Bat Boy, my novel-in-progress, began two years ago, on a bus back to the city from the Lamont-Doherty Earth Observatory, with the first five-and-a-half lines here. I’d never heard of Bat Boy at that point, and he didn’t attach himself to these words until months later. The rest of the poem was written in a 24-hour laundromat in Prospect Lefferts Garden.
The project has moved over into prose now, but I’ll probably find a way to use or cannibalize these lines. They’re some of my favorites.
BAT BOY TAKES A LATE-NIGHT DRIVE
DOWN THE PENNSYLVANIA TURNPIKE
Your body, your traitor. She too turned
on you, leaving you shocked as graveyard
in full sun, as white poplars thrown hands
over heads against sky by the speed
of a running sedan. But was she
ever yours, and if so, what was she,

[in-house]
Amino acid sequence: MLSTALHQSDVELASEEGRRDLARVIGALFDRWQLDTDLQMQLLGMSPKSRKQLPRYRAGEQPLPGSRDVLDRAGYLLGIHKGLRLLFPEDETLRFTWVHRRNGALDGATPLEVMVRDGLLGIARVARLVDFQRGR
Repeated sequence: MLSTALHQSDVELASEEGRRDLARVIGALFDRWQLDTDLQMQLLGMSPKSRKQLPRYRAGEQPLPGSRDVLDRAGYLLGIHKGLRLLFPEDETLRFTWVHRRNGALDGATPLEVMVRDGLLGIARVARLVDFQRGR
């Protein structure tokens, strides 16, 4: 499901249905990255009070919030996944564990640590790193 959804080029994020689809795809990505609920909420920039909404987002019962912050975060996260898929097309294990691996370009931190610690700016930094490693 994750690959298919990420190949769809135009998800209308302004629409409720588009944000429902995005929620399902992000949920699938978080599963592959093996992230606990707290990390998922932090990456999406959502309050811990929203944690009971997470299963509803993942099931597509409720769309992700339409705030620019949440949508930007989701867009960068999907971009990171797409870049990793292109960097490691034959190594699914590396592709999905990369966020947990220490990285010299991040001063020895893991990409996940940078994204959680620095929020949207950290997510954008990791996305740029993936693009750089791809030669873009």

your joke? No, you’re the joke. Ears spiked
like gothic spires, ichthyology
for skin. Eyes two chasms, too-humid
nights. The stars’ keening bleeds into air
around your gun-metal Accura—
fenders whistling as they peel night’s skin
in two. You’ve seen your lineage writ
in the plump screaming of mosquitos
against your windshield, and seen hers too.
They think you don’t know the difference,
think you’ve seen nothing but gray ceiling
in all the puddles you’ve hung your head
over, waiting for someone to come.
But when in cave-close antechamber
you saw her, you couldn’t believe hair
could be that red. So many seasons
of albino trout, so many dawn
digs through office supply store Dumpsters,
aurora breaking over bald crown
in the moment of discovery:
three packs of undefective pencils.
You’d invested such faith in the hex
of your face, after a while you stopped
looking behind you. But someone did
track you home, plastic recorder bulging
in silk-lined pocket. You don’t recall
what you talked about, only the way
the dimness glinted on her white teeth.